September 17, 2018

Mental & Emotional Health

#15 – Paul Conti, M.D.: trauma, suicide, community, and self-compassion

“We run away from our problems, and we don’t even know what our problems are.” —Paul Conti

Read Time 17 minutes

In this episode, psychiatrist Paul Conti, M.D. discusses the impact of untreated trauma, the rising rate of suicide, and the influence of modern society on mental health, to name a few important topics covered. Paul also talks about how to deal with these challenges for yourself, your loved ones, and the community at large.

Want more content like this? Check out our interviews with Kristin Neff on the power of self-compassion and Esther Perel on the effects of trauma.


We discuss:

  • Paul’s background, and what drove him to psychiatry [5:00];
  • How silent bravado and incessant striving can lead to a functional (and actual) death, and why Paul is critical of the current state of psychiatry [14:45];
  • Psychedelics, psychotherapy and the dissolution of the ego [20:30];
  • How current society may be contributing to the increasing amount of suffering [25:00];
  • The ubiquity and impact of untreated trauma [31:45];
  • The rising rate of suicide, parasuicide, and “accidental” death [35:30];
  • Types of trauma, why we minimize it, and Peter’s introduction to Bridge to Recovery [44:00];
  • Triggering shame and fear, childhood trauma, and why trauma doesn’t care about time [48:00];
  • The impact of the brain on the body, and overcoming trauma with self-awareness [55:00];
  • How to recognize and stop the cycle of shame transference [1:04:30];
  • Peter’s profound experience at Bridge to Recovery, and the importance of finding shared experiences with others [1:11:15];
  • How to identify and deal with our own personal trauma [1:19:00];
  • Finding meaning in struggle, why we are less happy than ever, and the impact of an isolated society [1:25:30];
  • What steps can we take as a society to make an appreciable impact on the rising sense of desperation and misery? [1:43:15];
  • Resources, book recommendations, and things you can do [1:56:15]; and
  • More.


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Paul Conti, M.D.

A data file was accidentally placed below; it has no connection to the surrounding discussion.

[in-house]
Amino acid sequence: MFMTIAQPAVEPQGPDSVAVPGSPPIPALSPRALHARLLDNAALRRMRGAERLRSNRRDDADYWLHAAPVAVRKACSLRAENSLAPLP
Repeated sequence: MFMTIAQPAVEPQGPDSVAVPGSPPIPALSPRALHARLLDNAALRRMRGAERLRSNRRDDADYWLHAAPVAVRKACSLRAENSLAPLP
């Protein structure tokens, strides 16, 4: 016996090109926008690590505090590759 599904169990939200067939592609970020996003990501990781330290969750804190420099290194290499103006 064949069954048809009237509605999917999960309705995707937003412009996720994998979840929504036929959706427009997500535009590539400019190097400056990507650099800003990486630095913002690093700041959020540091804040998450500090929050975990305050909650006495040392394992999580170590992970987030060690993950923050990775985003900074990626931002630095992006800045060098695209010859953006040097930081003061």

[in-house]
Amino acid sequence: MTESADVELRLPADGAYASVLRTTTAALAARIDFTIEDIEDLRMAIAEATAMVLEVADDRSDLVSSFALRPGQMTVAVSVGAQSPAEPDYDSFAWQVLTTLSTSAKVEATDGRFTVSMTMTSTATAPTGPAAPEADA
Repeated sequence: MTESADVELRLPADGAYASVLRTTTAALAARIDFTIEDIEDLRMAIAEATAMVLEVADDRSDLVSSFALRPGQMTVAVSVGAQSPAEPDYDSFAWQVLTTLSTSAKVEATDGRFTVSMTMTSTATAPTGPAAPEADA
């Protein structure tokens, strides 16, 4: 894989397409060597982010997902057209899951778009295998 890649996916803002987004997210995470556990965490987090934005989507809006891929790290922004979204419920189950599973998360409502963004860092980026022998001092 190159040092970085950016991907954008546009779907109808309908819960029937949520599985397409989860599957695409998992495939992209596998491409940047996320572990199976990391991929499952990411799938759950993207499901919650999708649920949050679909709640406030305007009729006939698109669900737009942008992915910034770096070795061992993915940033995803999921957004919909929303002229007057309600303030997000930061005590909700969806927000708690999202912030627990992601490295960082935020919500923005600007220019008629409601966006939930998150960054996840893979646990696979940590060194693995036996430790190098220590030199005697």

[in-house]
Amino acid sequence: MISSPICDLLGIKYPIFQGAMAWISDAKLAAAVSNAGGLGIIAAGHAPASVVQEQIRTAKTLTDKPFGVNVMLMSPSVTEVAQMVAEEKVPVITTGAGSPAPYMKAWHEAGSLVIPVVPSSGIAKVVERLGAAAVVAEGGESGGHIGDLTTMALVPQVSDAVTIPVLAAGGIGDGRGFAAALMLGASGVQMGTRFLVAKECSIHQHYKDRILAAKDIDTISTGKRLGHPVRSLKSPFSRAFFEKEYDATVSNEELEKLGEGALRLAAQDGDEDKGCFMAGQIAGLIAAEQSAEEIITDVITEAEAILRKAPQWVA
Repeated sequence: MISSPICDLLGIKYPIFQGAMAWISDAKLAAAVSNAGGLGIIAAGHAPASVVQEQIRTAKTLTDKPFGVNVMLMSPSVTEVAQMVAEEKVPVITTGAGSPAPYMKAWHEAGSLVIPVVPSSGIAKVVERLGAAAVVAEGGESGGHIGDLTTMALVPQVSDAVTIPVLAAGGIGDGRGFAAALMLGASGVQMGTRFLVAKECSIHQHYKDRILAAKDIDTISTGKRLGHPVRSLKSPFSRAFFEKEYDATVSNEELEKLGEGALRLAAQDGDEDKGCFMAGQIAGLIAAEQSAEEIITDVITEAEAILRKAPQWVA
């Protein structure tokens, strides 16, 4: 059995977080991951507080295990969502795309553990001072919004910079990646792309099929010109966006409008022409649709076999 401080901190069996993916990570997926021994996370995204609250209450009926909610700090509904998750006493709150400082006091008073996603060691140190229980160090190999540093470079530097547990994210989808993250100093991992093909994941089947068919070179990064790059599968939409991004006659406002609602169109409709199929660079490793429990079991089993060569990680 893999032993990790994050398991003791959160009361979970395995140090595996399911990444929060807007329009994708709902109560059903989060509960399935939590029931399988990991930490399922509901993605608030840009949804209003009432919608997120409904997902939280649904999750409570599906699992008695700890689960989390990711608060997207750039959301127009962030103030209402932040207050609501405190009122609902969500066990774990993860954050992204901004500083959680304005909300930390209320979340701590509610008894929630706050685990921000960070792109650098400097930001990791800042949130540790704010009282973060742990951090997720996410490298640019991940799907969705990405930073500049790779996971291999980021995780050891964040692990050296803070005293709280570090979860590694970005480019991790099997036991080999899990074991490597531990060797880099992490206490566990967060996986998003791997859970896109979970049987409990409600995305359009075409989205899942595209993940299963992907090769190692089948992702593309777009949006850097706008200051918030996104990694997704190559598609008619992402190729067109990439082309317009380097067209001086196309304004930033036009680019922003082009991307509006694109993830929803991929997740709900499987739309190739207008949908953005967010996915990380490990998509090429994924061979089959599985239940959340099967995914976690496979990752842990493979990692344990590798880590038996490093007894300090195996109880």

Dr. Paul M. Conti is a graduate of Stanford University School of Medicine. He completed his training at Stanford and at Harvard, where he served as Chief Resident. He then worked in private practice while serving on the medical faculty at Harvard. He was named as one of Oregon’s Top Psychiatrists in 2008, his first full year of practice in Oregon. Dr. Conti is a general psychiatrist, treating all aspects of both mental illness and the impact of life stressors. His practice includes use of medications and psychotherapy, and he also routinely treats complex cases, co-occurring alcohol and drug issues, and does neuropsychiatric assessments. In addition to clinical treatment, Dr. Conti provides business-related and legal consulting services. []

Disclaimer: This blog is for general informational purposes only and does not constitute the practice of medicine, nursing or other professional health care services, including the giving of medical advice, and no doctor/patient relationship is formed. The use of information on this blog or materials linked from this blog is at the user's own risk. The content of this blog is not intended to be a substitute for professional medical advice, diagnosis, or treatment. Users should not disregard, or delay in obtaining, medical advice for any medical condition they may have, and should seek the assistance of their health care professionals for any such conditions.
  1. Best episode to date. Such a great conversation, on such important topics for our society here in North America. Thank you Paul. Thank you Peter. Can’t wait for round two! Thanks for the Show Notes Bob & Team

  2. I was shocked how fast 2hrs went! What a great conversation. Thanks. Eagerly awaiting round 2.

  3. One of the best and most helpful I’ve encountered. I hope Dr. Conti will ultimately write a book comprehending all of this material–it is so greatly needed, and has the potential to change the mental health field. Thanks so much.

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